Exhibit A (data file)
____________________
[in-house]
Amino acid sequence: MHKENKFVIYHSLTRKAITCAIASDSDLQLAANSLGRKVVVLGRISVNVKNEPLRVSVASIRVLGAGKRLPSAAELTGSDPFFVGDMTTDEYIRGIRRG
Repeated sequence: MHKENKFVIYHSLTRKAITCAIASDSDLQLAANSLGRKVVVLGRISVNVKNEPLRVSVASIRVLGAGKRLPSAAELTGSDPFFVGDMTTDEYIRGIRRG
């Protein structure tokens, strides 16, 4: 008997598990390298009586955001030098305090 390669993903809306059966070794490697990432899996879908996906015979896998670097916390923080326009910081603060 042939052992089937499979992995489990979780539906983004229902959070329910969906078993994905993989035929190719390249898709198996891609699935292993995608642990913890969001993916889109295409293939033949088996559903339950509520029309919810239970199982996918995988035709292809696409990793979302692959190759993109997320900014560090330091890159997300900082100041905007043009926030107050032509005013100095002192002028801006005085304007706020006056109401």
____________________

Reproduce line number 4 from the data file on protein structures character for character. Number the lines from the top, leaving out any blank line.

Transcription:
């Protein structure tokens, strides 16, 4: 008997598990390298009586955001030098305090 390669993903809306059966070794490697990432899996879908996906015979896998670097916390923080326009910081603060 042939052992089937499979992995489990979780539906983004229902959070329910969906078993994905993989035929190719390249898709198996891609699935292993995608642990913890969001993916889109295409293939033949088996559903339950509520029309919810239970199982996918995988035709292809696409990793979302692959190759993109997320900014560090330091890159997300900082100041905007043009926030107050032509005013100095002192002028801006005085304007706020006056109401």